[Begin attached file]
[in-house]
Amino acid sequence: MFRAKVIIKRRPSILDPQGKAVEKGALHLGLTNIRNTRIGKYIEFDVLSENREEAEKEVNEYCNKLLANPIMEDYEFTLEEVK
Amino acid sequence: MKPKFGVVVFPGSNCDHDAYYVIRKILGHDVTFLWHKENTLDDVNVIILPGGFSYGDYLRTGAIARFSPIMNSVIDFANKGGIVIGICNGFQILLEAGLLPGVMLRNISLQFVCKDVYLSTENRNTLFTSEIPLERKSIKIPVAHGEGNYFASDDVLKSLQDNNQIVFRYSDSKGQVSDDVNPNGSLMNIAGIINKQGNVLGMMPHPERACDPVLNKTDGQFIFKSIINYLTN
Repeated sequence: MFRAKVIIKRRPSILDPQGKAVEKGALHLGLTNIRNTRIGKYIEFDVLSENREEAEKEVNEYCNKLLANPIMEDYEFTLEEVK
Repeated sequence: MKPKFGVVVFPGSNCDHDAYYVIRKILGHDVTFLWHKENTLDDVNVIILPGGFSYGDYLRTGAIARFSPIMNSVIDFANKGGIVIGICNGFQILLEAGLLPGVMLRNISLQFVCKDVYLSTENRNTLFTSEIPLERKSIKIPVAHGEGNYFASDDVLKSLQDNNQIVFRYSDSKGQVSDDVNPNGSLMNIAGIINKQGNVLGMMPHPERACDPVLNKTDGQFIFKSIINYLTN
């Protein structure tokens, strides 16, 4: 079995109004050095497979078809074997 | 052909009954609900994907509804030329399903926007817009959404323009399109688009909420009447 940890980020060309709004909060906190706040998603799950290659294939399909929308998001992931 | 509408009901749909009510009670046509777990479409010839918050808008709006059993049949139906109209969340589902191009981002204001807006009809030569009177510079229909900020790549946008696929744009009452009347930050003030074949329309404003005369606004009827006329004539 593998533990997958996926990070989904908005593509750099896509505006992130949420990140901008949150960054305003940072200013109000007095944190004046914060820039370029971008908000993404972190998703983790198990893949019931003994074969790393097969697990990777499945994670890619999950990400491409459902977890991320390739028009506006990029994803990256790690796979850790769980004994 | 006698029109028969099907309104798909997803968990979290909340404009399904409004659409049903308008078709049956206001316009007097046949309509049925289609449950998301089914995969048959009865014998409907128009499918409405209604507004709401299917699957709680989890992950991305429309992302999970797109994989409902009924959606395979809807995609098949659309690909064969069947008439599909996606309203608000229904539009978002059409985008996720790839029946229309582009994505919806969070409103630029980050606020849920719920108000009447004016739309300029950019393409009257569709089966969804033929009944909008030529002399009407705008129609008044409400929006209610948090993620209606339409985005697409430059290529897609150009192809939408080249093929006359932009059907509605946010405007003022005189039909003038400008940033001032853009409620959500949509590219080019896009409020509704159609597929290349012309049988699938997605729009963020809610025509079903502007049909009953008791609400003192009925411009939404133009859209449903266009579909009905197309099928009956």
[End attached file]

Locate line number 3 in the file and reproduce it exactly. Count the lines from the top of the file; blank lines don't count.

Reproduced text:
Amino acid sequence: MKPKFGVVVFPGSNCDHDAYYVIRKILGHDVTFLWHKENTLDDVNVIILPGGFSYGDYLRTGAIARFSPIMNSVIDFANKGGIVIGICNGFQILLEAGLLPGVMLRNISLQFVCKDVYLSTENRNTLFTSEIPLERKSIKIPVAHGEGNYFASDDVLKSLQDNNQIVFRYSDSKGQVSDDVNPNGSLMNIAGIINKQGNVLGMMPHPERACDPVLNKTDGQFIFKSIINYLTN